Racial Justice in Sentencing Guidelines for Crack Cocaine and Powder Cocaine To Be Addressed In Assembly Public Safety Committee
Religious Leaders, Community Activists and a Retired Judge Set to Testify at March 15th Hearing
SACRAMENTO - The California Assembly will debate Assembly Bill 125 in the Assembly Public Safety Committee on Tuesday, March 15th. The hearing will take place at the California State Capitol, Room 126, beginning at 9:00am. The controversial bill, authored by Assemblyman Mervyn Dymally, will eliminate the disparity in punishment for possession with intent to sell "crack" cocaine and the same crime involving powder cocaine.
Assemblyman Dymally, who became the first African American Lt. Governor to California in 1975, fought to end disparities in sentence guidelines between "crack" cocaine and powder cocaine while serving in the United States Congress. In his continued effort to acknowledge the result of these disparities he argues, "We cannot stand by and allow laws to impact a particular race harsher than others even though the offense of the crime is the same. This particular cocaine law sends African Americans to jail longer than any other race and regardless of its original intent is not only draconian but discriminatory and blatantly racist."
Joining Mr. Dymally at the March 15th hearing in support of AB 125 will be Retired Judge Ladoris Cordell, Reverend Peter Laarman - Executive Director of Progressive Christians Uniting, representatives from the Drug Policy Alliance, NAACP, ACLU and the Coalition for Effective Public Safety.
Approximately 2,100 California residents in 2000 and 2001 were convicted for the offense of possession with intent to sell crack cocaine. California pays nearly $31,000 a year to incarcerate an inmate. If passed AB 125 could save the state over $65 million in incarceration costs.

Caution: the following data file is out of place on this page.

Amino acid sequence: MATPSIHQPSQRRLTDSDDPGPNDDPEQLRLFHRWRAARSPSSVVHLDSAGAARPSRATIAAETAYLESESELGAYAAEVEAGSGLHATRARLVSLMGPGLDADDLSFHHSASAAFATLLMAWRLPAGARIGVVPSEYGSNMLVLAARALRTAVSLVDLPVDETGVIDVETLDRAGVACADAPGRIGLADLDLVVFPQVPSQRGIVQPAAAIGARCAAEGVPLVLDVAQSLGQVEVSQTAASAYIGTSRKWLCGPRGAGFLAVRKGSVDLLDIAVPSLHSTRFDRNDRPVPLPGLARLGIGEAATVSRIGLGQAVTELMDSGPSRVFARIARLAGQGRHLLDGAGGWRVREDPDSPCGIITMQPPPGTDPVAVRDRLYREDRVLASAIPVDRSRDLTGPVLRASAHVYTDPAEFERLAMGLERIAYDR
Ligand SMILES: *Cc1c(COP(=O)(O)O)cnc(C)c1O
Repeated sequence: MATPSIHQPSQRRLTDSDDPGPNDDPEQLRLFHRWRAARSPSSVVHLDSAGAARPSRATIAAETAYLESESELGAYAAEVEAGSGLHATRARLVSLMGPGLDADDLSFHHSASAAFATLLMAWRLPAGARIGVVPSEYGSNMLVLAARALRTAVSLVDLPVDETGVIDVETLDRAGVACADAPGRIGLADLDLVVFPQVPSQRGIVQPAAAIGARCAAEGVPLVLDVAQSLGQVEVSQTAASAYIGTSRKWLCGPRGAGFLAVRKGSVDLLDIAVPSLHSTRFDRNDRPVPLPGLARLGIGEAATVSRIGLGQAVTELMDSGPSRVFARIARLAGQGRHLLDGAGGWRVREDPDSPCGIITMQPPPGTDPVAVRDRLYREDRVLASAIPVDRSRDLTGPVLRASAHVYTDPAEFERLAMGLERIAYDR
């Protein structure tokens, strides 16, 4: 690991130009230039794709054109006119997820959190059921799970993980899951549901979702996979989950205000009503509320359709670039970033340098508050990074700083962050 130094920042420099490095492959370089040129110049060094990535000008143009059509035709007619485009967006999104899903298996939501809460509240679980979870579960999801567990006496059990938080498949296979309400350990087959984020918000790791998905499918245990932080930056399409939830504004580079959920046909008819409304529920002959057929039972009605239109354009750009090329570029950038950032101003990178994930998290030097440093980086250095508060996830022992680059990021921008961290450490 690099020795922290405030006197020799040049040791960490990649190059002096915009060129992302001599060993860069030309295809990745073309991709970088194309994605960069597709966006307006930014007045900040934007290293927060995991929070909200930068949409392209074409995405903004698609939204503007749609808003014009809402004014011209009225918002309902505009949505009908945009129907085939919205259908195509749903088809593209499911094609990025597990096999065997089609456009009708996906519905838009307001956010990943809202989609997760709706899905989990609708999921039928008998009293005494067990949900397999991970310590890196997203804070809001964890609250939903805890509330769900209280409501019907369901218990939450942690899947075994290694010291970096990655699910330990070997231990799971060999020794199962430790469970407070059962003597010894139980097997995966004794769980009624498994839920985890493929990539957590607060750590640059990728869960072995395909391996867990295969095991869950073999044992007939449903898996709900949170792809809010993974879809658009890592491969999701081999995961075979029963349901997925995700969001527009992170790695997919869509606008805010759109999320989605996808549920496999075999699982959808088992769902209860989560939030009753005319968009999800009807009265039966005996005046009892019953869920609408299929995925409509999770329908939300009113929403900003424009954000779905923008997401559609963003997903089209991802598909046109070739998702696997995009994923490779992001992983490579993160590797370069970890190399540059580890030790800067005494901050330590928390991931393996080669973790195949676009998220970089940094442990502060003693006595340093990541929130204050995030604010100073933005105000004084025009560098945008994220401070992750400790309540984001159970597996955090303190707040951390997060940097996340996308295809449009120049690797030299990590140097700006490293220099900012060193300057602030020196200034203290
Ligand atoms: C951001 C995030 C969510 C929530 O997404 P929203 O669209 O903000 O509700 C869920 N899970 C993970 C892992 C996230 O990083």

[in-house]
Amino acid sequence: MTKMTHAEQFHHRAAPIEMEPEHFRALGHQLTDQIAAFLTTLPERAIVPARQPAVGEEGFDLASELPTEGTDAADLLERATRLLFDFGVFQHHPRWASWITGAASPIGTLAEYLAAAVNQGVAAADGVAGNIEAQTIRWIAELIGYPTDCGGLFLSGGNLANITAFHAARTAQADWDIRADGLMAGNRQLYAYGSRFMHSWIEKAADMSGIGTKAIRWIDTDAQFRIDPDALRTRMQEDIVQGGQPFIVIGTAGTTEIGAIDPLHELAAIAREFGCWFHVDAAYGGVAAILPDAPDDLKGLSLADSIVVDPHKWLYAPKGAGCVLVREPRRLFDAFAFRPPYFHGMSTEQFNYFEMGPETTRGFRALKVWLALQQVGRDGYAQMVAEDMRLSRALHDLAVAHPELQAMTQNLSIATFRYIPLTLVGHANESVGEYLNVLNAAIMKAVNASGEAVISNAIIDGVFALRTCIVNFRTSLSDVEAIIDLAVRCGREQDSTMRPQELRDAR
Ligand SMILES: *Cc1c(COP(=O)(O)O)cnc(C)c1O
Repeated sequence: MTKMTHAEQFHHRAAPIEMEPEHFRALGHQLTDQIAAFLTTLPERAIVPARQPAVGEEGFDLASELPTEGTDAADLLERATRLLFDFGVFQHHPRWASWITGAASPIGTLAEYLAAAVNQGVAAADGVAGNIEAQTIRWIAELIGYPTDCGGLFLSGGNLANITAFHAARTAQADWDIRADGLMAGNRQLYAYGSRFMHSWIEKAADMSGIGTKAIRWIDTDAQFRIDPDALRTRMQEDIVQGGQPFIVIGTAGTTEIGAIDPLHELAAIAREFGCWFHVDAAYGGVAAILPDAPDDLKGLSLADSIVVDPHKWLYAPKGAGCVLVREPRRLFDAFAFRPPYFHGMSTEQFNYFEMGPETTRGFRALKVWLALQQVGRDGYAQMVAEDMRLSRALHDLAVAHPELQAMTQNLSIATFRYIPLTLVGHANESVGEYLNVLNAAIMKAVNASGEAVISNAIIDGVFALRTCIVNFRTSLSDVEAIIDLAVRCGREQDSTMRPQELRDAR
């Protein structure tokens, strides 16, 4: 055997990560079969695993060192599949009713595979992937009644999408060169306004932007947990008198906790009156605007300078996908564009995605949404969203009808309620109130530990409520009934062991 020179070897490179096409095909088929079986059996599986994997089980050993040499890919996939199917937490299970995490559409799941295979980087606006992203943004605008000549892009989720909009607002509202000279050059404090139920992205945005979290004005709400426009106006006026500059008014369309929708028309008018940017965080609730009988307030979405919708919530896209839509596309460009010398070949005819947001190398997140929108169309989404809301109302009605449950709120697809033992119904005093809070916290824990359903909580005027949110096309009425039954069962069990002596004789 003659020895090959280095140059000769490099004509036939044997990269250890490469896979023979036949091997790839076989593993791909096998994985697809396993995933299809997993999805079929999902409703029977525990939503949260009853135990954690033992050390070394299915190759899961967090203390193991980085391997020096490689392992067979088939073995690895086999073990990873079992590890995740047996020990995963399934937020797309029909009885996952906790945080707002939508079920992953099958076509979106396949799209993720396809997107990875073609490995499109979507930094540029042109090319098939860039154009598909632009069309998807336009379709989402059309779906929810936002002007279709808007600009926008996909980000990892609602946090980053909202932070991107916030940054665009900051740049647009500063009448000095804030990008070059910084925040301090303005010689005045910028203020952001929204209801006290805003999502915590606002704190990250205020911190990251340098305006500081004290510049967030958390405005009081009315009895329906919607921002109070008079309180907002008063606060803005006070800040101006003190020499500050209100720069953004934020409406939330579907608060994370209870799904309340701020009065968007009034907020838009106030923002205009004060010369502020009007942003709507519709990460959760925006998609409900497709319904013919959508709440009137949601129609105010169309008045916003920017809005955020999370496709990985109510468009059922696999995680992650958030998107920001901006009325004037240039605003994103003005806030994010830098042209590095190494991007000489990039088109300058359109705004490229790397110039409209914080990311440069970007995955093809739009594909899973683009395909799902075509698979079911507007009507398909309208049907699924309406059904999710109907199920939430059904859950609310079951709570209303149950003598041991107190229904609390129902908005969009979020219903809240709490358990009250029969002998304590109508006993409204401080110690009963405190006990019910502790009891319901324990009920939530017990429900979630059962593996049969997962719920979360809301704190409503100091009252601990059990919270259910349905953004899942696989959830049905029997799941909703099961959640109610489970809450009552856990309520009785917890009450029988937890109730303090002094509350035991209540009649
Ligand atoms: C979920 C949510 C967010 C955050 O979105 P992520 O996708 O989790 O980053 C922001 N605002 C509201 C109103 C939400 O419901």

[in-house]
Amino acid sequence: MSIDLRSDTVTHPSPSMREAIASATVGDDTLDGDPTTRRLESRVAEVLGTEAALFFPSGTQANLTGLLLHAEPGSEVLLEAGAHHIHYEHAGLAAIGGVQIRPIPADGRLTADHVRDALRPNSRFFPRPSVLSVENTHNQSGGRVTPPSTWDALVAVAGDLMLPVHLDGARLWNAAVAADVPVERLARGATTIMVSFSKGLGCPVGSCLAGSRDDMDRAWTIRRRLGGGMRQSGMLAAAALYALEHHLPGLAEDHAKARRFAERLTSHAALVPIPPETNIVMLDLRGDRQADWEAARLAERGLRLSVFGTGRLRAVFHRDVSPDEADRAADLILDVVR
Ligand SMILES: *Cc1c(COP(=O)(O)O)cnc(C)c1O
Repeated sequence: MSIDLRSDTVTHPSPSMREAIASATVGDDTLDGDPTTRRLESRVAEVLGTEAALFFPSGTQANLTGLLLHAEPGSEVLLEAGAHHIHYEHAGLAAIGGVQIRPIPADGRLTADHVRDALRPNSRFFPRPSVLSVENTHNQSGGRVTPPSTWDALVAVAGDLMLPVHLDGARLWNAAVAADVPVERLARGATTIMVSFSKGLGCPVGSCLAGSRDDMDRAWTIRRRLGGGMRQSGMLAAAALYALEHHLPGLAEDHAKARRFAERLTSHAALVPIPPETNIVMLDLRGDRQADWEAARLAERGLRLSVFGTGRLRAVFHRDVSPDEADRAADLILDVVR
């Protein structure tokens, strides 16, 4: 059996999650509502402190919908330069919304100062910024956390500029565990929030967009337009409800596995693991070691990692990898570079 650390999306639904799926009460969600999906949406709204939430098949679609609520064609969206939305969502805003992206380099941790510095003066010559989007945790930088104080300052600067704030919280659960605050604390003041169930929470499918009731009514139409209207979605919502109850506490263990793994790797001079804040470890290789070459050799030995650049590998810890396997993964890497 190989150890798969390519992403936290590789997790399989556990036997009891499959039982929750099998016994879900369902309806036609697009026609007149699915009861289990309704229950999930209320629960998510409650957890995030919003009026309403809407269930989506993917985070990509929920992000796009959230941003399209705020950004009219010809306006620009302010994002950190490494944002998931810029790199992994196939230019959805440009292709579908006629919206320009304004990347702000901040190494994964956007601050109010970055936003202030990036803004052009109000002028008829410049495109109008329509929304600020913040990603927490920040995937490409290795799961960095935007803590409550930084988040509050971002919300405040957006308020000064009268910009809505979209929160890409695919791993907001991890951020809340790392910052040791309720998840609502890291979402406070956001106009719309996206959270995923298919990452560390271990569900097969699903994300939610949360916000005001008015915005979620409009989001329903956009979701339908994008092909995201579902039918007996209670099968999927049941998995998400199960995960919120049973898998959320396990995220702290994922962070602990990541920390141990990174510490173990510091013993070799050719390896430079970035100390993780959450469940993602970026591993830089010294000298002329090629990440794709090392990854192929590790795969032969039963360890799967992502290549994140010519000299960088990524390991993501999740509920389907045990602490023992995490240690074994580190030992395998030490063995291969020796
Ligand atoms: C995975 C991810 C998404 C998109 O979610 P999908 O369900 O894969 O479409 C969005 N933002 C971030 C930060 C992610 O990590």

Current California state law requires a judge to sentence anyone possessing 'crack' cocaine for sale to 3 to 5 years in prison. This is a more severe penalty than for the same crime involving powder cocaine, which yields a 2 to 4 year sentence. As the vast majority of convictions for the crack-related offenses fall on African Americans, the result is longer sentences for Blacks than for other groups committing substantively similar crimes.
Statistics from the state Attorney General's Office show that African Americans make up the vast majority of convictions for possession of cocaine base-the smokeable form commonly referred to as 'crack.' Although Blacks account for 6.4% of the state population, statistics show they made up 71.20% of those convicted of possession for sale in 2003; whites made up 4.43% of convictions.
Glenn Backes, Director of Health Policy at the Drug Policy Alliance says, "We strongly support the work of Assembly Member Dymally in advancing AB 125. The bill addresses an egregious wrong to the people of California, especially to those families that have been forced to suffer the injustice of racially disparate sentencing."